It was incredibly cold on the day of the event--for Seattle, that is. It was unlike anything I’d felt in recent memory. The still, icy air was as clear as glass. The sunlight cut through it like a diamond. There were no shadows. The grass of the side trip was frozen solid, crunching curiously under foot. As I pounded in the wooden stakes for my signs leading from 34th and McClellan to the Edwards’ home on College street, I noted that I’d never actually dealt with frozen dirt in my life before, although I had read about it in books. I smiled with satisfaction that my signs were going to be particularly secure this year.
Driving that morning over I-5, I had gazed out at the city of my birth. Seattle felt for all the world like a fantasy castle built on a serene, crystalline planet, somewhere in a distant world. It was going to be a good day.
I admit I had put off planning for this Open Studio at first. Feeling a bit under the whether and crunched for time after the Thanksgiving holiday, part of me had hoped to ignore the fact that the Mt. Baker Historic Tour of Homes had once again rolled around, as it does every two years in my neighborhood, and with it a vital opportunity to throw open the doors of my studio on a Saturday morning and welcome an art-friendly public to enter and explore it’s contents. But I couldn’t ignore it. I also couldn’t deny that when I do go ahead with these things, however impromptu, I always feel energised and refreshed by the surge of interest in my work, lively discussion and the chance to make new and fruitful connections.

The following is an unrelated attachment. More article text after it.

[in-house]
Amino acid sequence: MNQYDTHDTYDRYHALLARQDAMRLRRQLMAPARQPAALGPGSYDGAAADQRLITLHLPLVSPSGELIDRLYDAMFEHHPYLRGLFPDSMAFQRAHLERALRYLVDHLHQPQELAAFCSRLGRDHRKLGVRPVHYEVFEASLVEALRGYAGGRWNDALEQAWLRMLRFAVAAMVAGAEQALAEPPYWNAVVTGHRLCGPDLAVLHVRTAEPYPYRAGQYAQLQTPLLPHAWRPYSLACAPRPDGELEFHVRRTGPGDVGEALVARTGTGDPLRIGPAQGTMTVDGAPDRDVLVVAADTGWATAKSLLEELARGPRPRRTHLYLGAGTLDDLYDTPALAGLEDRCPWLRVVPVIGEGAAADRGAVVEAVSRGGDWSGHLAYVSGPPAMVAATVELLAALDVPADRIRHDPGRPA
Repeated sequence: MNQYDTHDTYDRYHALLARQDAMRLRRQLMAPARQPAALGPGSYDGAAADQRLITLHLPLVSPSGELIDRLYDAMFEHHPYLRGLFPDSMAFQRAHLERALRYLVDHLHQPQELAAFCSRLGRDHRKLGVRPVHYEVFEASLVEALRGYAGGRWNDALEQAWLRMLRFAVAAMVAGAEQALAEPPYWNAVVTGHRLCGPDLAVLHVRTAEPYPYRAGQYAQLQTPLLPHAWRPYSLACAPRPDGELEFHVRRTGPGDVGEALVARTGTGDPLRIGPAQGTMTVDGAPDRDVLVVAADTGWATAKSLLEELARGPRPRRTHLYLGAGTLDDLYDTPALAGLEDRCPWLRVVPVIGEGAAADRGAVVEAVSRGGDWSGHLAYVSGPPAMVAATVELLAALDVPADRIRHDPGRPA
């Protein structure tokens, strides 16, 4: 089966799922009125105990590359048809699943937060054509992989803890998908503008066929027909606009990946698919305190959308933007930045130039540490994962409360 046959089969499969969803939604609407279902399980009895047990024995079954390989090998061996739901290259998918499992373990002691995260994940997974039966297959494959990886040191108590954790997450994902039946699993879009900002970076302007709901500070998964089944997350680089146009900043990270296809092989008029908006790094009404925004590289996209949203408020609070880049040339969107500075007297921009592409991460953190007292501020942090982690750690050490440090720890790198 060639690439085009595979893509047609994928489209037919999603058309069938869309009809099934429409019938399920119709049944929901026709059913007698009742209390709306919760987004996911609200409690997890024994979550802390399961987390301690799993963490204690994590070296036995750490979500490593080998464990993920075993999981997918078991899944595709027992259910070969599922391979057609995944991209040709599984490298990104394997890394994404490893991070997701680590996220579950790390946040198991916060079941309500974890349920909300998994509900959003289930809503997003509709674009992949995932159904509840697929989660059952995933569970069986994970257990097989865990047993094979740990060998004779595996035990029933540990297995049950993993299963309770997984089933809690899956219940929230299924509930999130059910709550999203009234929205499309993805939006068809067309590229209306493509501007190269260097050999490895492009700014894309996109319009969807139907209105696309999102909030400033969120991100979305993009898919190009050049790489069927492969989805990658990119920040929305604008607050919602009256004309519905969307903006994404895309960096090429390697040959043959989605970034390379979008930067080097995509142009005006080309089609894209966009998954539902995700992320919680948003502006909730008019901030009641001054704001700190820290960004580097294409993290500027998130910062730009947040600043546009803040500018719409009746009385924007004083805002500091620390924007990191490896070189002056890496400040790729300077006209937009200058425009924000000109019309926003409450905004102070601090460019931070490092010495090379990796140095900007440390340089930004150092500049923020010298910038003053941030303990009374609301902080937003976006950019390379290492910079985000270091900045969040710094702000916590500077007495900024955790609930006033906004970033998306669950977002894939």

So, heeding my past experience, I picked myself up out of my turkey-soup induced malaise, and rallied for a low-key, mini-exhibition in the studio. In a few days time, I did the necessary facebook-hawking, sign-painting, flyer-posting, deep-cleaning, and last minute curating that goes along with creating a successful open studio experience.
This year’s event did not disappoint. The extreme cold kept the numbers down this year for sure. Several other artists and craftsmen in the neighborhood had likewise opened their doors, and I had it on good authority (a neighbor’s daughter, papoose in-tow) that the turnout was fairly low for them too. This seemed likely due to the cold and to the fact that there were fewer houses being showcased on the Home Tour this year, along with higher ticket prices, hence fewer tourists all around. However, notwithstanding the shortage of passers-by, mid-afternoon found a lively buzz in my little studio on 34th and College.
The lower numbers seemed to add to the frank, spiritual timbre of the day, allowing for more meaningful one-on-one interactions with friends and neighbors who stopped in, as well as Home Tour participants who were just passing through, and had followed the signs to my door. There was coffee pouring, prints being thumbed through and edifying conversation bubbling up into the rafters. A perfect Open Studio scene.
Best of all, a series of new works, which had barely begun to take shape within the last week, quickly became the hit of the day, generating interest as well as sales. These works are so new that I hadn’t originally intended on showing them at all, but a surge of inspiration at 3am led me to take a leap of faith, and see if I couldn’t find a way to present them confidently, and integrate them in with my other work. It was a good decision.
These small works were as fresh for me as for my guests. Even close friends who are frequent visitors to the studio had never laid eyes on them. They gleamed on the newly painted walls like the still, frozen day. They were images from my Portuguese heritage; my grandmother’s mysterious past back in Hawaii in the 1930s and 40s; barefooted figures under palm trees; tan women with children swaddled in white, locked in time in the crisp paper and nailed, tactfully, and tacked--or sometimes clipped--to balsa blocks, boards and bits of painting-prep. Made up of miniature ink drawings and delicate assemblages of wood, they felt to me as cool as ice crystals and as warm as the scrap-book memories from which they were born. This was just the beginning; a welcome portent for further work to come.
It was a good day. I must remind myself to do these things more often.